As the year winds down, my experiment in creating a personalized Computer Applications class came to an end. Almost every student was gracious enough to fill out a reflection/course evaluation at the end, and they provided some excellent feedback!
Starting with what went well, I like using numbers to back up my case. Here is a summary of the students' thoughts on this course as a preference over other styles:
Rougly 2/3rds of all students preferred learning this way, while almost the other third thought it was okay and could be better. Having complete support would be awesome, and it is those two that didn't enjoy it that will drive me the most. However, getting 14 students to prefer this type of class given the amount of work they ended up doing makes me feel good.
I also made some adjustments to the assessment at the end. There were 50 required standards, with another 25 "Challenge Standards" that were extra and weren't required. In addition, if students brought up a skill they could show, I would occasionally add "Choice Standards" to the list. Because of a shorter term and end of the year stuff taking up days, I ended up grading based on 47 standards. Out of 26 students, 17 had A's, with many of those over and above the required amount of standards completed. 5 students had either a D or an F. The average amount of standards completed per student was 43, good enough for an A-. Compared to a typical term, I had a lot more C's, D's, and F's than I've had in the past. However, I feel very confident that because each student needed to prove mastery of the material and put it on a Google site, what they did they will certainly retain more than in the past.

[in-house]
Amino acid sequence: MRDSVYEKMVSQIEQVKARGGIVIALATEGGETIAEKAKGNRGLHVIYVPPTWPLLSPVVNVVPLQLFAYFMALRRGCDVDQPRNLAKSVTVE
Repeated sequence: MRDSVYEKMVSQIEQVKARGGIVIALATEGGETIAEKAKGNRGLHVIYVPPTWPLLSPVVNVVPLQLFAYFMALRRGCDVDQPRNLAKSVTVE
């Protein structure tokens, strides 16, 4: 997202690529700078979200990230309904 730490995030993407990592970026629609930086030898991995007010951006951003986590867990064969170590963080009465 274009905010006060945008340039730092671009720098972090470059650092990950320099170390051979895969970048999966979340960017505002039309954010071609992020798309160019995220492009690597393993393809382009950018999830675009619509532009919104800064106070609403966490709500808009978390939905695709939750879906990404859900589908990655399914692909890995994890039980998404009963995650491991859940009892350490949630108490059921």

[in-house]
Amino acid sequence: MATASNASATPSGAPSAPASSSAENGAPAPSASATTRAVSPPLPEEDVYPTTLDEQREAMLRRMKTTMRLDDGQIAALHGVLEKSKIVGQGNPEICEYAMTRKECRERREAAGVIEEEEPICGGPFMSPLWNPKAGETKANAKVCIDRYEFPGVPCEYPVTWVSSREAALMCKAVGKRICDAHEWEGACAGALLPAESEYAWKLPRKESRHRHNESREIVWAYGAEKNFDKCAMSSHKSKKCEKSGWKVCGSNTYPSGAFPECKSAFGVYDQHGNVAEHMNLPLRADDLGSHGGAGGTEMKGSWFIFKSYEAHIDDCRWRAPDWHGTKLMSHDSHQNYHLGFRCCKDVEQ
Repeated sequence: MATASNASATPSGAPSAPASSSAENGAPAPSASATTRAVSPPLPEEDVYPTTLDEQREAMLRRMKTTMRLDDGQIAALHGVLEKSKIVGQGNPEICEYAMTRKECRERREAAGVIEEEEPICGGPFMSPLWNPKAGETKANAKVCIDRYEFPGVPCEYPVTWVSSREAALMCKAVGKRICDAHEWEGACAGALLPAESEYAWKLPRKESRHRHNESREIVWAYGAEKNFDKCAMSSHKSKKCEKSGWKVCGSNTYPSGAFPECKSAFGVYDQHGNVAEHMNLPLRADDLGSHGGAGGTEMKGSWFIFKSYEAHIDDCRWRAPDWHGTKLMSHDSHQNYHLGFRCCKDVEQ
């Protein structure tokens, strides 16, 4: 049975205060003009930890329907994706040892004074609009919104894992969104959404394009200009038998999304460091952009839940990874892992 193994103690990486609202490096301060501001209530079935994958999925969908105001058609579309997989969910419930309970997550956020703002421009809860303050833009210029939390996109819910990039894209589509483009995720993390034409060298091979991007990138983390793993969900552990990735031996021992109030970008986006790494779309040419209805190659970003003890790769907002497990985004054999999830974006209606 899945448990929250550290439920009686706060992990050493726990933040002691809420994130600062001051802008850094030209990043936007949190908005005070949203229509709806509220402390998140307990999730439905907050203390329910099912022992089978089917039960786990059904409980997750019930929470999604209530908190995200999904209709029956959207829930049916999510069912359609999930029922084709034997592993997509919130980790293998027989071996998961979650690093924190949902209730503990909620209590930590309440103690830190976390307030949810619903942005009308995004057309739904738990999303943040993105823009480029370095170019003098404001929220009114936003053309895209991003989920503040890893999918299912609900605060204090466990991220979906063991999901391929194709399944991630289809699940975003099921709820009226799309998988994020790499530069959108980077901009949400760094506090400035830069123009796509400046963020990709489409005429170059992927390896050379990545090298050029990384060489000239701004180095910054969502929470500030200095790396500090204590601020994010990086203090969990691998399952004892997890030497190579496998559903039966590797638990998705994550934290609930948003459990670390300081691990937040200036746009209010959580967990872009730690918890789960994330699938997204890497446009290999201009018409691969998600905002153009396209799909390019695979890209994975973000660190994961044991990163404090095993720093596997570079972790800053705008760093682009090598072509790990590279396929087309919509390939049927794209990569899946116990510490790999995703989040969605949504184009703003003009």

The feedback was generally positive, with a few great comments such as the answer of "not working" to things they liked about the class, and "working" to things they liked the least. However, the comment that will keep me driving to improve this course and make myself better overall was "For you to listen to your students and help them first hand not walk away for them to figure it out by themselves." That comment really hit me. I do believe this this format gave me more time to interact and help students one on one. I think a lot of the struggles came from students not wanting to watch the instruction tutorials, and instead were relying on what they thought they knew, and on me. I clearly wanted to instill a sense of self-learning and motivation in my students. However, I also need to be more sensitive, and make students feel helped when they need it. This student was clearly not served well by me, and this will serve as a great reminder of how hard I still need to work to be great.
I could go all day about this class and what I learned. Students offered great suggestions for future improvement. Especially important will be two things - 1: group activities to mix things up, and 2: constant changing and updating of my teaching tutorials and class requirements. After running this class personalized, I can't go back. I know the students that struggled/didn't like the format would have been even more disenfranchised in the previous model. However, this is still very much a work in progress. A more structured approach does need to be implemented for the students that need it. This course will improve. It will get better. Students will benefit greatly from this class model. These things I know to be true. Can't wait to see how version two goes in the fall!